The Congress alliance with the SP alienated Brahmins and other forward castes from the party. The fact that Modi belongs to an OBC caste increases his appeal among OBCs. Someone argued that Amit Shah belongs to the Teli community (whose members at times use Sah or Sahu as a surname in UP). The BJP's alliance with some of the caste-based parties of the Kurmis and the Rajbhars has consolidated its OBC appeal. In an interaction with students of the Department of Political Science of Gorakhpur University, the majority (most belonging to the OBC category) felt that voters rise above caste when someone like Modi inspires confidence in them.

Communal polarisation was palpable. Secularism has no appeal among ordinary people and is derisively equated with minority appeasement. The Prime Minister's speech about Kabristan vs Shamshan and the Akhilesh government's pro-minority policies struck a chord among Hindus, especially those residing in villages with mixed populations. There were complaints about partiality in the allotment of government funds and schemes to members of the minority community. In one constituency where the Bahujan Samaj Party fielded a Muslim candidate, pamphlets were distributed in some localities against him as someone who ate beef. Such propaganda has been present in earlier elections also, but it had a special resonance this time when there was a perception that the Akhilesh government was biased in favour of minorities. In an interesting observation, someone claimed, half seriously, that Modi has magical qualities and hence opponents cannot match up to him.

The narrative of the BJP, woven around the development agenda, the issue of Muslim appeasement, corruption among the regional parties, and the performance of the SP including the law and order situation gained ground in the collective memory of the voters.


The BJP’s initial Mission 265 Plus, which was later revised by the newly appointed party’s State President Keshav Prasad Maurya to 300 plus, appeared to hit the bull's eye. This revision was more in tune with the new rainbow coalition the party aimed for during the last general election. The narrative of the BJP, woven around the development agenda, the issue of Muslim appeasement, corruption among the regional parties, and the performance of the SP including the law and order situation gained ground in the collective memory of the voters. The BJP was well aware that one does not win elections by narrative alone. They are ‘cosmetic’ in the parlance of electoral politics. Behind closed doors, very strategically and successfully, the BJP turned the key weapon of SP and BSP — caste — against them. The mobilisation of non-Yadav OBCs and non-Jatav SCs appears to have been the key to their election victory.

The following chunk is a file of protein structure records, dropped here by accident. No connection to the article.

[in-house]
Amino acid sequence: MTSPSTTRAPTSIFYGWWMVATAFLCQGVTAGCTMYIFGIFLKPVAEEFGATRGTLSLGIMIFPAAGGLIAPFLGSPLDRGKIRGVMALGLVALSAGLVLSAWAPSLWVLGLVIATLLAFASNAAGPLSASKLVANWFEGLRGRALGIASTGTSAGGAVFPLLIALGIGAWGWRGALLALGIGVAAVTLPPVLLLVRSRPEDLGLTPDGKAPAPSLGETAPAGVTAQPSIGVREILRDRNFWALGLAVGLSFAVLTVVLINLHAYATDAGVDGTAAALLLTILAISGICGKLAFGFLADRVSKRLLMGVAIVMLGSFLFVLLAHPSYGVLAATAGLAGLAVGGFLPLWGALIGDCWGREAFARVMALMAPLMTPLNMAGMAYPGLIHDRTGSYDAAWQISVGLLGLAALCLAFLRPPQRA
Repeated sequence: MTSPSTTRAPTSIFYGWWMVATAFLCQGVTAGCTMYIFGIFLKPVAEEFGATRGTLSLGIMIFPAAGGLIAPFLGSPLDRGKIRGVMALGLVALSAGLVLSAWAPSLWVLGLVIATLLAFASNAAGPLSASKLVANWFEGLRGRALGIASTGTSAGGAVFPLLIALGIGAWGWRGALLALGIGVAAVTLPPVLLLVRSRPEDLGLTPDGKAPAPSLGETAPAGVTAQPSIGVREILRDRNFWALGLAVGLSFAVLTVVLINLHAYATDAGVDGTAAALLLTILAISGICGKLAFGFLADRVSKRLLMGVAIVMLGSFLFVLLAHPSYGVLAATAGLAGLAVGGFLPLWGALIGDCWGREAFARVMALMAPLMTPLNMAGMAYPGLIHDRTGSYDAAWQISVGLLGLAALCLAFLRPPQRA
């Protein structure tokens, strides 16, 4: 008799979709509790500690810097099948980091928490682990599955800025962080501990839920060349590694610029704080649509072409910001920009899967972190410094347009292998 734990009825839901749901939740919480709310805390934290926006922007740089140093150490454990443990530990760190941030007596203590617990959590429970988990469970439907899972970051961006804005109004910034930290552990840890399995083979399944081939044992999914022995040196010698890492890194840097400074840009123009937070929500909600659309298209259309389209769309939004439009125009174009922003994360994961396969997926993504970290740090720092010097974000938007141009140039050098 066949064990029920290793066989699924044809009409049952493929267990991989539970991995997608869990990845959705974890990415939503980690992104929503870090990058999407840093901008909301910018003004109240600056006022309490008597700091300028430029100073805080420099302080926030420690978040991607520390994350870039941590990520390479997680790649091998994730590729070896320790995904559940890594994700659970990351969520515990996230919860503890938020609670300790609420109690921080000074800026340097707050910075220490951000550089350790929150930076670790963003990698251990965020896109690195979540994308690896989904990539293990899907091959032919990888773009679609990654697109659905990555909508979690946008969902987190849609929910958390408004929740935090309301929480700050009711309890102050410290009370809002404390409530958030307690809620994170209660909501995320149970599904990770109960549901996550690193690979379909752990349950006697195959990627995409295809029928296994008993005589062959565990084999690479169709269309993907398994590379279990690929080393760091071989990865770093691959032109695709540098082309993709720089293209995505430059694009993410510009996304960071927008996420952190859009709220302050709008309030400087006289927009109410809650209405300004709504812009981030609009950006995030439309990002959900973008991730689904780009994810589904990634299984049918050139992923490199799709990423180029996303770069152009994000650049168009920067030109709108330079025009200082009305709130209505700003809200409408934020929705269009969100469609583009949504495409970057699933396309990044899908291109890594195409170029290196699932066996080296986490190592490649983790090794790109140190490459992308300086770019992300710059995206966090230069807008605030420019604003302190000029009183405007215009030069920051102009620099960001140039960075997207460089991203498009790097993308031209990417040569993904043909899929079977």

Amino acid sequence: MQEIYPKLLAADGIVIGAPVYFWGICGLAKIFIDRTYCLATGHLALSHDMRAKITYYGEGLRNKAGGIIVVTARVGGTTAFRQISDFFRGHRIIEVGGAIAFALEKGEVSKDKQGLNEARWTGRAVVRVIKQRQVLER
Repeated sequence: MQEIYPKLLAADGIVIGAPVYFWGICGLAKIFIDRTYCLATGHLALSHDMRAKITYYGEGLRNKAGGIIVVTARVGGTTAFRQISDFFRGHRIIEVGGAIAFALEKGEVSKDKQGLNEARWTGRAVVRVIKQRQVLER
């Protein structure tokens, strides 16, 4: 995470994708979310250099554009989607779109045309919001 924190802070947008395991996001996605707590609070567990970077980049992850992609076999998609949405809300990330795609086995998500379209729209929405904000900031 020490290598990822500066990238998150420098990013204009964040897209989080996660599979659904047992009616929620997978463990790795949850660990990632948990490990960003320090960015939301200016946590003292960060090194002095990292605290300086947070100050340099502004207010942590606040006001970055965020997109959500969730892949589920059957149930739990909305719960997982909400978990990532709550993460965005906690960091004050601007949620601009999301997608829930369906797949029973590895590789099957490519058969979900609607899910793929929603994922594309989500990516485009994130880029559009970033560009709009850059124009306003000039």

In almost similar caste dynamics in Bihar, at least in electoral arithmetic, in 2015 the BJP failed miserably to take advantage. There the non-Yadav OBC voters did not go with the BJP as they were absorbed by the 'natural alliance' between Nitish and Lalu. In the case of UP, the SP and BSP focussed on their core constituencies and fought each other to attract Muslims. Surprisingly, neither party thought to try and increase their vote among non-Yadav OBCs and non-Jatav/Chamar SCs. At the same time, the BJP emphasised anti-corruption and development; both were messages that the electorate wanted to hear.

Top News Today

Sign in to unlock member-only benefits!
  • Access 10 free stories every month
  • Save stories to read later
  • Access to comment on every story
  • Sign-up/manage your newsletter subscriptions with a single click
  • Get notified by email for early access to discounts & offers on our products
Sign in


Comments have to be in English, and in full sentences. They cannot be abusive or personal. Please abide by our community guidelines for posting your comments.

We have migrated to a new commenting platform. If you are already a registered user of The Hindu and logged in, you may continue to engage with our articles. If you do not have an account please register and login to post comments. Users can access their older comments by logging into their accounts on Vuukle.